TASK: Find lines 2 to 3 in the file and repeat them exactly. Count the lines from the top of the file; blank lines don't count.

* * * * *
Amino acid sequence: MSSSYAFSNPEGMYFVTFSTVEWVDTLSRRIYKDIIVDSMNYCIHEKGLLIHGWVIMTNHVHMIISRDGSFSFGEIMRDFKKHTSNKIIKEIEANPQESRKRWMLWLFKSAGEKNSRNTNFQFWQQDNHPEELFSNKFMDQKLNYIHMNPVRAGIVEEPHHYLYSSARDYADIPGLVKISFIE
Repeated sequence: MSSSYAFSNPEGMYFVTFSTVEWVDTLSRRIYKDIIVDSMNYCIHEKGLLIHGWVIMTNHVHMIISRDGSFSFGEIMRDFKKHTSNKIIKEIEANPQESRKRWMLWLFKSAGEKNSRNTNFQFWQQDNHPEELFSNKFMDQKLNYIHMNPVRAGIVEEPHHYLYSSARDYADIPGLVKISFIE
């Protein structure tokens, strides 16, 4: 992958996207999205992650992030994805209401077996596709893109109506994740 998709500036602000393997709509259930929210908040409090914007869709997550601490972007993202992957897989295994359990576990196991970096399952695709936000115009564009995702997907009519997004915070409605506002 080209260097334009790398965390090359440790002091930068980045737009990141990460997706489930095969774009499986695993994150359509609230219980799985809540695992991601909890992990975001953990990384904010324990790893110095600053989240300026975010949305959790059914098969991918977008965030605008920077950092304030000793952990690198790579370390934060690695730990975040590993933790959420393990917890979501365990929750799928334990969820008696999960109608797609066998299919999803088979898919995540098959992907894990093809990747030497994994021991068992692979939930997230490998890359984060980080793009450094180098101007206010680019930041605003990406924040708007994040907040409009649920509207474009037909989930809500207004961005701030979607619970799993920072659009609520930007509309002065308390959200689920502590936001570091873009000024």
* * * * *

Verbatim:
Repeated sequence: MSSSYAFSNPEGMYFVTFSTVEWVDTLSRRIYKDIIVDSMNYCIHEKGLLIHGWVIMTNHVHMIISRDGSFSFGEIMRDFKKHTSNKIIKEIEANPQESRKRWMLWLFKSAGEKNSRNTNFQFWQQDNHPEELFSNKFMDQKLNYIHMNPVRAGIVEEPHHYLYSSARDYADIPGLVKISFIE
């Protein structure tokens, strides 16, 4: 992958996207999205992650992030994805209401077996596709893109109506994740 998709500036602000393997709509259930929210908040409090914007869709997550601490972007993202992957897989295994359990576990196991970096399952695709936000115009564009995702997907009519997004915070409605506002 080209260097334009790398965390090359440790002091930068980045737009990141990460997706489930095969774009499986695993994150359509609230219980799985809540695992991601909890992990975001953990990384904010324990790893110095600053989240300026975010949305959790059914098969991918977008965030605008920077950092304030000793952990690198790579370390934060690695730990975040590993933790959420393990917890979501365990929750799928334990969820008696999960109608797609066998299919999803088979898919995540098959992907894990093809990747030497994994021991068992692979939930997230490998890359984060980080793009450094180098101007206010680019930041605003990406924040708007994040907040409009649920509207474009037909989930809500207004961005701030979607619970799993920072659009609520930007509309002065308390959200689920502590936001570091873009000024």